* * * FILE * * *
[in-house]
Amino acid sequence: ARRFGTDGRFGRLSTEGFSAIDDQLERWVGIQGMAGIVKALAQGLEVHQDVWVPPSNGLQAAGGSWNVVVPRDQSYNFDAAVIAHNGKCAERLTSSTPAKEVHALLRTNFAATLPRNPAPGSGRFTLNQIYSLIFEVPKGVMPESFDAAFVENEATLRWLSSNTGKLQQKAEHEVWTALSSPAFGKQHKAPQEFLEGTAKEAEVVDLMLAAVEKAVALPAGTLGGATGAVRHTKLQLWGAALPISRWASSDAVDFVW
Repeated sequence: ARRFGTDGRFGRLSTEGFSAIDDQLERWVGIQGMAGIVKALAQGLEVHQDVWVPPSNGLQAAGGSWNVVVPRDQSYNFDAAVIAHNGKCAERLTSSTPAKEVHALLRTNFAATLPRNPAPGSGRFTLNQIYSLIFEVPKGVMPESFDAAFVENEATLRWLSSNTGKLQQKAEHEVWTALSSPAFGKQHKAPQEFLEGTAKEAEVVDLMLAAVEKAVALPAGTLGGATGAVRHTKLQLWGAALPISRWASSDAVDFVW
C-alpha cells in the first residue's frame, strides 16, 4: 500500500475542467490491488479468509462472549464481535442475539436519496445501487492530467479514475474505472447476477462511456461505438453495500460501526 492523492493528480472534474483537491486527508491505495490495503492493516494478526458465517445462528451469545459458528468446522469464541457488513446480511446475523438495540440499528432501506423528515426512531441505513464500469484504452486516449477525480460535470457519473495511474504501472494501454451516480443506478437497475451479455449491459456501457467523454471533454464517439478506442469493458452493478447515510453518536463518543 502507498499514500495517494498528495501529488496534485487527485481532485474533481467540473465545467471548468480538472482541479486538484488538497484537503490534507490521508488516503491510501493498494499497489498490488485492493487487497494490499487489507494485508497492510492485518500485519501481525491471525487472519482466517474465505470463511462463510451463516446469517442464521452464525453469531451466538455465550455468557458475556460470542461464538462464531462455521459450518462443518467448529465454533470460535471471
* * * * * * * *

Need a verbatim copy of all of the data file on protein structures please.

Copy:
[in-house]
Amino acid sequence: ARRFGTDGRFGRLSTEGFSAIDDQLERWVGIQGMAGIVKALAQGLEVHQDVWVPPSNGLQAAGGSWNVVVPRDQSYNFDAAVIAHNGKCAERLTSSTPAKEVHALLRTNFAATLPRNPAPGSGRFTLNQIYSLIFEVPKGVMPESFDAAFVENEATLRWLSSNTGKLQQKAEHEVWTALSSPAFGKQHKAPQEFLEGTAKEAEVVDLMLAAVEKAVALPAGTLGGATGAVRHTKLQLWGAALPISRWASSDAVDFVW
Repeated sequence: ARRFGTDGRFGRLSTEGFSAIDDQLERWVGIQGMAGIVKALAQGLEVHQDVWVPPSNGLQAAGGSWNVVVPRDQSYNFDAAVIAHNGKCAERLTSSTPAKEVHALLRTNFAATLPRNPAPGSGRFTLNQIYSLIFEVPKGVMPESFDAAFVENEATLRWLSSNTGKLQQKAEHEVWTALSSPAFGKQHKAPQEFLEGTAKEAEVVDLMLAAVEKAVALPAGTLGGATGAVRHTKLQLWGAALPISRWASSDAVDFVW
C-alpha cells in the first residue's frame, strides 16, 4: 500500500475542467490491488479468509462472549464481535442475539436519496445501487492530467479514475474505472447476477462511456461505438453495500460501526 492523492493528480472534474483537491486527508491505495490495503492493516494478526458465517445462528451469545459458528468446522469464541457488513446480511446475523438495540440499528432501506423528515426512531441505513464500469484504452486516449477525480460535470457519473495511474504501472494501454451516480443506478437497475451479455449491459456501457467523454471533454464517439478506442469493458452493478447515510453518536463518543 502507498499514500495517494498528495501529488496534485487527485481532485474533481467540473465545467471548468480538472482541479486538484488538497484537503490534507490521508488516503491510501493498494499497489498490488485492493487487497494490499487489507494485508497492510492485518500485519501481525491471525487472519482466517474465505470463511462463510451463516446469517442464521452464525453469531451466538455465550455468557458475556460470542461464538462464531462455521459450518462443518467448529465454533470460535471471